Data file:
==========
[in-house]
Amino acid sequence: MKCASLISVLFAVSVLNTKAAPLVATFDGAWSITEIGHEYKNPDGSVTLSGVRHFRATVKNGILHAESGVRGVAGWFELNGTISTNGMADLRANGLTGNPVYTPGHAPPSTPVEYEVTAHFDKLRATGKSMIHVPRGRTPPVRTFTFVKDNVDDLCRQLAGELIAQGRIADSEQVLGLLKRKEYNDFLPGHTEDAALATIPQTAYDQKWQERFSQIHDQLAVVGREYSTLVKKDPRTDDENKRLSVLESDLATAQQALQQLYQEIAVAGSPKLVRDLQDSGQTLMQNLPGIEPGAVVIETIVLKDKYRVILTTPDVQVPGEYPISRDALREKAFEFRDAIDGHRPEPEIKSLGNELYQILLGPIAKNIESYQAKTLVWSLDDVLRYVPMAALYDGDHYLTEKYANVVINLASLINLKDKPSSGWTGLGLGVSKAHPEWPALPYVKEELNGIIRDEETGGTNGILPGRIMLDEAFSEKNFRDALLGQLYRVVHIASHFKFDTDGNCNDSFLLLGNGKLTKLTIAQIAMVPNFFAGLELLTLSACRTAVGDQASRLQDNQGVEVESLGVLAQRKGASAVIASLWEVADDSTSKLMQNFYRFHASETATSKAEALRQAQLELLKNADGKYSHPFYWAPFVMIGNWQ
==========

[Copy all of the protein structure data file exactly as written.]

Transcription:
[in-house]
Amino acid sequence: MKCASLISVLFAVSVLNTKAAPLVATFDGAWSITEIGHEYKNPDGSVTLSGVRHFRATVKNGILHAESGVRGVAGWFELNGTISTNGMADLRANGLTGNPVYTPGHAPPSTPVEYEVTAHFDKLRATGKSMIHVPRGRTPPVRTFTFVKDNVDDLCRQLAGELIAQGRIADSEQVLGLLKRKEYNDFLPGHTEDAALATIPQTAYDQKWQERFSQIHDQLAVVGREYSTLVKKDPRTDDENKRLSVLESDLATAQQALQQLYQEIAVAGSPKLVRDLQDSGQTLMQNLPGIEPGAVVIETIVLKDKYRVILTTPDVQVPGEYPISRDALREKAFEFRDAIDGHRPEPEIKSLGNELYQILLGPIAKNIESYQAKTLVWSLDDVLRYVPMAALYDGDHYLTEKYANVVINLASLINLKDKPSSGWTGLGLGVSKAHPEWPALPYVKEELNGIIRDEETGGTNGILPGRIMLDEAFSEKNFRDALLGQLYRVVHIASHFKFDTDGNCNDSFLLLGNGKLTKLTIAQIAMVPNFFAGLELLTLSACRTAVGDQASRLQDNQGVEVESLGVLAQRKGASAVIASLWEVADDSTSKLMQNFYRFHASETATSKAEALRQAQLELLKNADGKYSHPFYWAPFVMIGNWQ